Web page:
This attack may also be called a CRLF injection.
If an attacker manages to inject malicious data into the headers, they can trick the browser to think that it’s really in the body and not part of the headers. The browser will execute the body as HTML and as such, XSS becomes possible.
As old headers also become part of the body, so now, the attacker can access cookies previously protected by the HttpOnly flag.
What can happen?
This vulnerability can be used to execute XSS attacks and steal data in headers, such as cookies protected by the HttpOnly flag.
Example of HTTP Response Splitting
Let’s assume PHP is vulnerable to this, making the following code dangerous.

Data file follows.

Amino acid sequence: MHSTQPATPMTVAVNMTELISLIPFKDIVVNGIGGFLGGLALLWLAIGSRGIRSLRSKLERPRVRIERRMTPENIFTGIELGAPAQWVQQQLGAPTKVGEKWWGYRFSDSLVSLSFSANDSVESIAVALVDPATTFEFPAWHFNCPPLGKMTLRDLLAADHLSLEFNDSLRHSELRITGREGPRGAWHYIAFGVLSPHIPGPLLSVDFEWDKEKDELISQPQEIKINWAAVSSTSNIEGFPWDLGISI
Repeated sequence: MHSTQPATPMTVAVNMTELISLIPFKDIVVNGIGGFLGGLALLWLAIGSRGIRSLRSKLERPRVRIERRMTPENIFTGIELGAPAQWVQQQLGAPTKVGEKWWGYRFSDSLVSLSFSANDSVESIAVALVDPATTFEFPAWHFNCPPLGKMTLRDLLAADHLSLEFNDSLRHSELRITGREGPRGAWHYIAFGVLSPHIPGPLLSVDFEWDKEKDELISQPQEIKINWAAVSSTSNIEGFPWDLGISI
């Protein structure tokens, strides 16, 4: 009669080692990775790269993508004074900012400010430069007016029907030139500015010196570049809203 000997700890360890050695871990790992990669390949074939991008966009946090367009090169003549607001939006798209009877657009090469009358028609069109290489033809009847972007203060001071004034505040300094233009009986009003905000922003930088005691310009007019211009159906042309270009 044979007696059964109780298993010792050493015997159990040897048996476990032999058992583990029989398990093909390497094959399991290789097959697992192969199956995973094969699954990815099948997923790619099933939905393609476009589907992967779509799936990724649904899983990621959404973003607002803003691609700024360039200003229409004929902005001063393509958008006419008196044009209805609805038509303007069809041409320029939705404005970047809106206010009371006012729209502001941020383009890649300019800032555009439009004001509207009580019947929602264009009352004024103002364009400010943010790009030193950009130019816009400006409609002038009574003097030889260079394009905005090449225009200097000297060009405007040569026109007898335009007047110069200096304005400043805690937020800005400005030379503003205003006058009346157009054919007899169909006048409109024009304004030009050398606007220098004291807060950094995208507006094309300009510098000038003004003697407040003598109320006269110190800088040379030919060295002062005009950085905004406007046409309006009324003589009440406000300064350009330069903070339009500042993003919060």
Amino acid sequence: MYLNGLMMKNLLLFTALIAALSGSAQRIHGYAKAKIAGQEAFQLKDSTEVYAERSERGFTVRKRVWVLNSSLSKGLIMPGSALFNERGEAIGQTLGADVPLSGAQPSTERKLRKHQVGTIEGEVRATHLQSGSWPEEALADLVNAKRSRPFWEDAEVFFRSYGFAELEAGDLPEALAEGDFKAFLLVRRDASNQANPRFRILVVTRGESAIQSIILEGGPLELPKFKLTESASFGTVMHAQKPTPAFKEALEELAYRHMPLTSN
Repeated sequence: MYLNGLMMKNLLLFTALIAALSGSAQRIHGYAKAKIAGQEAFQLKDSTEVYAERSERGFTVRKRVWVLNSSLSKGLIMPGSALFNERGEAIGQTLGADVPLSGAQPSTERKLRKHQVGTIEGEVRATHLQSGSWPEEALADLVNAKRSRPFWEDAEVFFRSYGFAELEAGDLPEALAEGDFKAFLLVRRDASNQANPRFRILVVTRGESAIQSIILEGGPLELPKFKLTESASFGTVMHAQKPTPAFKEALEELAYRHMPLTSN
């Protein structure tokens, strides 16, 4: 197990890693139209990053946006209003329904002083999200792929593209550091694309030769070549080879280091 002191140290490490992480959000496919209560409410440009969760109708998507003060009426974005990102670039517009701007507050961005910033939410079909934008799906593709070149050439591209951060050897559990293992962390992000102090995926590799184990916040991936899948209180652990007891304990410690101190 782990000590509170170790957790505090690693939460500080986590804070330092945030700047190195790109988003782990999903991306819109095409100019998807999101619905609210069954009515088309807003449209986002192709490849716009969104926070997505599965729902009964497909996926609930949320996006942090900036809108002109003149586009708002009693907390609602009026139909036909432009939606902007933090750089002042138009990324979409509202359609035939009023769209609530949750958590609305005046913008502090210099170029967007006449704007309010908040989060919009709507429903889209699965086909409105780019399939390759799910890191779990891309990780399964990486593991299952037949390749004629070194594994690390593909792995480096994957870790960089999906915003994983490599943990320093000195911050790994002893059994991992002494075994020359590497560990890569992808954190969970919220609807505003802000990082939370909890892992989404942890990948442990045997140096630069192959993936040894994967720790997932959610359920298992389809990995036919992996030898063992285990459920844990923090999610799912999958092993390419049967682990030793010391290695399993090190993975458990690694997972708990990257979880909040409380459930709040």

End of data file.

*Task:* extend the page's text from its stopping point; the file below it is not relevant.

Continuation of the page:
<?php // this won't work in reality as header() isn't vulnerable header("Set-Cookie: c=" . $_GET["c"] . ";"); header("Set-Coookie: s=" . $secret . "; HttpOnly"); echo "Welcome to this page!"; ?>
If we access https://example.com/index.php?c=hello the response is:
HTTP/1.1 200 OK Set-Cookie: c=hello; Set-Cookie: s=[secret token]; HttpOnly Connection: Keep-Alive Content-Type: text/html Welcome to this page!
If we access https://example.com/index.php?c=%0d%0aContent-Type: text/html%0d%0a%0d%0a<script>alert(1)</script> instead, the response would be:
HTTP/1.1 200 OK Set-Cookie: c= Content-Type: text/html <script>alert(1)</script>; Set-Cookie: s=[secret token]; HttpOnly Connection: Keep-Alive Content-Type: text/html Welcome to this page!
User input containing CR (Carriage Return) and LF (Line Feed) needs to get filtered accordingly. Some languages accept “\r” and “\n” as well, which may cause issues.
Be sure to filter this kind of language-specific identifiers and read up on what characters may cause issues in your language.